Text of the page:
A platoon of soldiers closes in on a hidden command base in the woods.
Written on the back of their helmets are gung-ho propaganda phrases: “Monkey Killer.” “Endangered Species.” “Bedtime for Bonzo.”
Then they take aim at their unsuspecting targets, and a battle between man and primate commences in gruesome, realistic detail.
“War for the Planet of the Apes” certainly earns its name. But as this third film in the rebooted sci-fi series unfolds, a nagging issue remains. No matter how skillfully made these movies are, they hinge on seeing animals getting mistreated, gunned down and blown up.
Admittedly, these aren’t really animals. The apes are primarily computer generated, played by human actors wearing motion-capture suits. But the technology that makes these films so convincing also makes them so hard to enjoy.
When a 1968 Charlton Heston shoots a uniformed gorilla with a rifle, the victim is clearly a stuntman in a rubber mask. When Woody Harrelson does it in this picture, it’s like witnessing a gunman open fire in a zoo.
Is that truly entertainment? If so, it’s damn dirty entertainment.
The leader of these apes is the evolved chimp Caesar (Andy Serkis), who can speak while most of his clan communicates through sign language. After repelling numerous and costly attacks by human soldiers led by the Colonel (Harrelson), Caesar heads north on a revenge mission while the rest of his tribe retreats.
Joining his strike team are the judicious orangutan Maurice (Karin Konoval), loyal chimp Rocket (Terry Notary) and warrior gorilla Luca (Michael Adamthwaite).
Along the way he picks up an elderly circus chimp (an extra-amusing Steve Zahn) and an orphaned human girl (Amiah Miller), who, like a lot of her people, has gone mute. They call her Nova — a name familiar to fans of the 1968 classic (and yet another clever tie-in with its predecessors).
The group treks to the Colonel’s snowbound fortress, where he has enslaved an army of apes to help fortify defenses against an additional enemy.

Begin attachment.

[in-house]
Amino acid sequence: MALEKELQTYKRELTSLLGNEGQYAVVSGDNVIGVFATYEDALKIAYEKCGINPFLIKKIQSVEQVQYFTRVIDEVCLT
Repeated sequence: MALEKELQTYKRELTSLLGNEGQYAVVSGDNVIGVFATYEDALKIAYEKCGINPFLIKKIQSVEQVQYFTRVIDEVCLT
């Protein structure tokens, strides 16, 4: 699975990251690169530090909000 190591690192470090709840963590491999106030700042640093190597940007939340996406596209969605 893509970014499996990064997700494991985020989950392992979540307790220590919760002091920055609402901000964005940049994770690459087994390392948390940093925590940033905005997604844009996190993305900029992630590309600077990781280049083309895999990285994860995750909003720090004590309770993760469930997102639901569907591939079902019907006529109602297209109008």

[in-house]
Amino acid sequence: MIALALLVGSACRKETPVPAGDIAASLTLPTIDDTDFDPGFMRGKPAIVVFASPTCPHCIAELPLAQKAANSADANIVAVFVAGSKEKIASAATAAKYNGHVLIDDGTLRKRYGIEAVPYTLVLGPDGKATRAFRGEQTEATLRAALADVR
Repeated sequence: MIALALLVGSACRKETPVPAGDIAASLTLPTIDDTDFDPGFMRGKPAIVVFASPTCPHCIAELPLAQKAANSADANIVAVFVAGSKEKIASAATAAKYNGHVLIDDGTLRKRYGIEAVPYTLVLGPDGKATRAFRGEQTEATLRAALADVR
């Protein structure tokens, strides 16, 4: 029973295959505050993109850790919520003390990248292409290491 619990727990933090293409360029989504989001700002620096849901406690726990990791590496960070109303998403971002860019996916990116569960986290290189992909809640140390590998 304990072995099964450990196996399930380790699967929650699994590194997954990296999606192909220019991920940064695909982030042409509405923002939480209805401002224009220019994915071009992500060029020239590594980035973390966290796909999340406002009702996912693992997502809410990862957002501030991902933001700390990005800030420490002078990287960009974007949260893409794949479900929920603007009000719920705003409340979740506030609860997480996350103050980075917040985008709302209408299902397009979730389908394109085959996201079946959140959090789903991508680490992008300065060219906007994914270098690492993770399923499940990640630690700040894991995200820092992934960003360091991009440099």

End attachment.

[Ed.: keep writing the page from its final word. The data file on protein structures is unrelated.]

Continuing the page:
“This is a holy war. All of human history has led to this moment,” says the Colonel, whose last name might as well be Kurtz.
And war is what he gets.
Filmmaker Matt Reeves (who directed “Dawn of the Planet of the Apes) concocts a compelling setup that doesn’t just mimic the previous installments. “War” functions as both a payback Western and a road movie before settling into an “Avatar”-style death match pitting nature versus technology. There’s even a slice of “The Great Escape” thrown in as the knuckle-dragging prisoners scheme to outwit their upright captors.
Helping anchor this hodgepodge of styles is the wise and weary Caesar, who is portrayed by “The Lord of the Rings” veteran Serkis, the undisputed champion of motion-capture dramatics. The sheer weirdness of having the hero be an ape and the villain a human not only offers a welcome novelty, it adds all kinds of subtext.
Many viewers will read political and social ideology into this film, which provides a magnet for interpretation. Sure, some of the anti-immigrant symbolism is rather heavy-handed. Most of the stuff is subtler. More “Animal Farm”-style allegory.
Of all the branches of cinema, special effects look outdated the quickest. Yet it’s hard to imagine better visuals in the future than some of the work here. The close-ups on the flat, orange-furred face of Maurice move beyond photorealistic; they are uncanny in interpreting how an enlightened simian might behave.
But this also makes witnessing these creatures’ fates that much more disquieting.
Jon Niccum is a filmmaker, freelance writer and author of “The Worst Gig: From Psycho Fans to Stage Riots, Famous Musicians Tell All.”
‘War for the Planet of the Apes’
Rated PG-13 for sequences of sci-fi violence and action, thematic elements, and some disturbing images.